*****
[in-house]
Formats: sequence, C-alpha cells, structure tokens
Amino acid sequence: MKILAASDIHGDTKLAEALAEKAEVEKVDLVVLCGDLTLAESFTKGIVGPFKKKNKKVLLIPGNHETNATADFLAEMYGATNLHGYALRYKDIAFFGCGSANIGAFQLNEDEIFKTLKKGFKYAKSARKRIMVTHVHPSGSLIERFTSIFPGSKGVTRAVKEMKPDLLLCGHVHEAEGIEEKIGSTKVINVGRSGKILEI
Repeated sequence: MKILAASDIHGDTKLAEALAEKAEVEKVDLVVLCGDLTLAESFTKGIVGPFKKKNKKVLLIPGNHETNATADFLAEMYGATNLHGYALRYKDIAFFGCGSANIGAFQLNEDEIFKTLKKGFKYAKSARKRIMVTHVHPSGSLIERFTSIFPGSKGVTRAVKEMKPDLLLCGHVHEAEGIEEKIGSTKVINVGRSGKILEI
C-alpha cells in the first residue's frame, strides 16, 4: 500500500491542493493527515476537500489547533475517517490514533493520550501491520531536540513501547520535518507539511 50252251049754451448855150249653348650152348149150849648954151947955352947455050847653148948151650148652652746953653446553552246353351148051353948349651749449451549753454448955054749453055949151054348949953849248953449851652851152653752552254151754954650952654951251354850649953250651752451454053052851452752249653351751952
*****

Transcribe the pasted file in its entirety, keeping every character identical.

[in-house]
Formats: sequence, C-alpha cells, structure tokens
Amino acid sequence: MKILAASDIHGDTKLAEALAEKAEVEKVDLVVLCGDLTLAESFTKGIVGPFKKKNKKVLLIPGNHETNATADFLAEMYGATNLHGYALRYKDIAFFGCGSANIGAFQLNEDEIFKTLKKGFKYAKSARKRIMVTHVHPSGSLIERFTSIFPGSKGVTRAVKEMKPDLLLCGHVHEAEGIEEKIGSTKVINVGRSGKILEI
Repeated sequence: MKILAASDIHGDTKLAEALAEKAEVEKVDLVVLCGDLTLAESFTKGIVGPFKKKNKKVLLIPGNHETNATADFLAEMYGATNLHGYALRYKDIAFFGCGSANIGAFQLNEDEIFKTLKKGFKYAKSARKRIMVTHVHPSGSLIERFTSIFPGSKGVTRAVKEMKPDLLLCGHVHEAEGIEEKIGSTKVINVGRSGKILEI
C-alpha cells in the first residue's frame, strides 16, 4: 500500500491542493493527515476537500489547533475517517490514533493520550501491520531536540513501547520535518507539511 50252251049754451448855150249653348650152348149150849648954151947955352947455050847653148948151650148652652746953653446553552246353351148051353948349651749449451549753454448955054749453055949151054348949953849248953449851652851152653752552254151754954650952654951251354850649953250651752451454053052851452752249653351751952